Thus, with perfect timing, what may well be one of the most important archaeological developments concerning the Holy Temple of all time has come to light this past week, the very week we read these words in the "Song of the Sea." Unlike the Egyptians who "sank to the bottom like stone" (15:5), this time a stone has come to the surface. Israeli archaeologists have examined a black sandstone tablet which had been removed from the Temple Mount during the criminal excavations carried out by the Moslem Wakf. Although this important artifact may have actually been removed and stolen several years ago, it has only become known this week, and the story has been reported by news agencies all over the world.

The tablet has a lengthy description in ancient Phoenician which is written in the first person and signed by King Joash of Israel, who ruled Judea from 835-793 BCE. The words of the inscription refer to work and renovations carried out in the Holy Temple, and the descriptions are a perfect match to those given in the Book of Kings II, 12:1-6 and 11-17.

While some archaeologists remain skeptical and await the results of further tests, experts at the prestigious Israel Geological Institute are inclined to believe that the artifact is authentic. The entire affair is surrounded by ambiguity and mystery. The stone's origins as well as when it was removed and who purchased it are being kept secret. According to Israeli law, all archaeological finds belong to the State of Israel, and no private collector has the right to purchase or hold such items. If this stone is indeed declared to be genuine, it could be worth millions of dollars for whoever "owns" it.

This convoluted situation is complicated even more by the fact that this stone was evidently removed from the Temple Mount, by Moslems - who stood to make a huge profit by selling it illegally on the lucrative antiquities black market. Of course, the Islamic Wakf who presently preside over the Temple Mount, denies that the Holy Temple ever stood there, and maintain that Jews have no historical connection and no rights to the holy site. But when it comes to making money on the Jewish past, principles can apparently be laid aside. Someone must have reasoned that although it is politically incorrect in the extreme for us Moslems to admit that there ever was a Temple, why not make some good money off of it? It's one thing to destroy the evidence and deny that there ever was a Temple...but business is business. Like the Egyptians of old, "The enemy declared: I will pursue, I will overtake, I will divide plunder; I will satisfy my lust with them...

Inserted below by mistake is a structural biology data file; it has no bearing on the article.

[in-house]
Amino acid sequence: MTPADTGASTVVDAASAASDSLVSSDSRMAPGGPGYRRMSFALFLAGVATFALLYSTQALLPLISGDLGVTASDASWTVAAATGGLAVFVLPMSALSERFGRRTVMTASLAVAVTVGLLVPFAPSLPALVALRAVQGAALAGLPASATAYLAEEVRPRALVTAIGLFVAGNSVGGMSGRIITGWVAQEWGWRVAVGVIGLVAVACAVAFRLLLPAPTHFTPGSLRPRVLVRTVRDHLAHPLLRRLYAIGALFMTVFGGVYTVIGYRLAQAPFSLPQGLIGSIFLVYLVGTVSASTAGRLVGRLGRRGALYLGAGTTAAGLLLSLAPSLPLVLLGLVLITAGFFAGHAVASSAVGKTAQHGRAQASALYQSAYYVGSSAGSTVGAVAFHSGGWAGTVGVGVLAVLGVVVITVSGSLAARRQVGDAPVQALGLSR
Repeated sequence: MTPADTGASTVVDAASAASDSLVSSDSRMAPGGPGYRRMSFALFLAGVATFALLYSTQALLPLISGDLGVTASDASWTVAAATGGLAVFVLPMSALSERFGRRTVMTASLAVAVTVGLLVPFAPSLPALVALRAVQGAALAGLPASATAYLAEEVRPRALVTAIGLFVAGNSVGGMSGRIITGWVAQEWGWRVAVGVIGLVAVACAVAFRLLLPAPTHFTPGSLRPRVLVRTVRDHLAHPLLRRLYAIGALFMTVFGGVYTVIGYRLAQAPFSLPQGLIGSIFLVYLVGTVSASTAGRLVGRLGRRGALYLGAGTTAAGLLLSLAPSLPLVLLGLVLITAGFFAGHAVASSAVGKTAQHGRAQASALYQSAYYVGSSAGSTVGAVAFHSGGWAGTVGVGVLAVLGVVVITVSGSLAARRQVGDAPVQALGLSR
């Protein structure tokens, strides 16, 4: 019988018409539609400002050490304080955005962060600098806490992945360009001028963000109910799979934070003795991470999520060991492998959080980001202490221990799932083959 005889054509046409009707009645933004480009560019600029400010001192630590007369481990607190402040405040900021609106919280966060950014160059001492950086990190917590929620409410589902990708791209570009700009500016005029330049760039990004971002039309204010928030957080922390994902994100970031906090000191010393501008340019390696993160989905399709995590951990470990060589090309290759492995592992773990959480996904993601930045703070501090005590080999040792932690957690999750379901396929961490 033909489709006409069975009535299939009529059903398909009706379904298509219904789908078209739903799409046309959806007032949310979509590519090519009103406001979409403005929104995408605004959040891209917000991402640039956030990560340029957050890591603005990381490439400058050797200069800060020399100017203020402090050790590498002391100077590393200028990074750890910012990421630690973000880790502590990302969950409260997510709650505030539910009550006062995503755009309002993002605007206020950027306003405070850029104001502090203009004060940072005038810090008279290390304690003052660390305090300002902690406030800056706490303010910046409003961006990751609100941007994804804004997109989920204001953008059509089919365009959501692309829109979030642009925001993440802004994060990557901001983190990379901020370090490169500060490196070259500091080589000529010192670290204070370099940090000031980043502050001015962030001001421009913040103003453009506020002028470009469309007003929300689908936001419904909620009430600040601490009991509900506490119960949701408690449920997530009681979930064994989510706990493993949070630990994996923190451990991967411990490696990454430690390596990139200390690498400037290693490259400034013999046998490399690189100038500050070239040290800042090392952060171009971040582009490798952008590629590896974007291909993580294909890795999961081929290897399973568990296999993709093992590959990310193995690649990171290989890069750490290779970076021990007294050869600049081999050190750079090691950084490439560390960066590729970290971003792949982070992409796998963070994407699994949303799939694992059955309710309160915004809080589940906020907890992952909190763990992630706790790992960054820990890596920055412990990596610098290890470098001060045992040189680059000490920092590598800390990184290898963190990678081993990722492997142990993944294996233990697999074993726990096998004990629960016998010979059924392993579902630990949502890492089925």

But "You blew with Your wind - the sea enshrouded them; the mighty ones sank like lead in the waters... ." The Temple Mount has been closed to Jews for two years, and all the while, the Moslem Wakf has been plotting against the Holy Temple and feverishly destroying every possible remnant. But the Temple Mount has been crying out, and its voice is being heard. "The very thing which they planned against you, came back upon them." In their lust to divide the plunder, the Moslem Wakf has given the world archaeological validity to the historical reality of Solomon's Temple on the Temple Mount. Small wonder that this matter came to light during this week's Torah portion...

And during these difficult days which began in the name of the Temple Mount - the Intifada of Al Aksa -- as Israel prepares for the Iraqi war, and Jews are still being butchered by Palestinian murderers with guns provided by the Oslo agreements, the words of King Joash ring truer than ever for us today. In the inscription, King Joash tells priests to take "holy money...and buy quarry stones and timber and copper, and labor to carry out the duty with faith." The last phrase of the tablet tells us that if the work is completed well, "the L-rd will protect His people with blessing."

Amen! May we see it, speedily and in our days!

With blessings from Jerusalem,
Rabbi Chaim Richman

PO Box 31876 Jerusalem, Israel 97500
(This newsletter is dedicated to Hilka bat R. Yitzchak of blessed memory)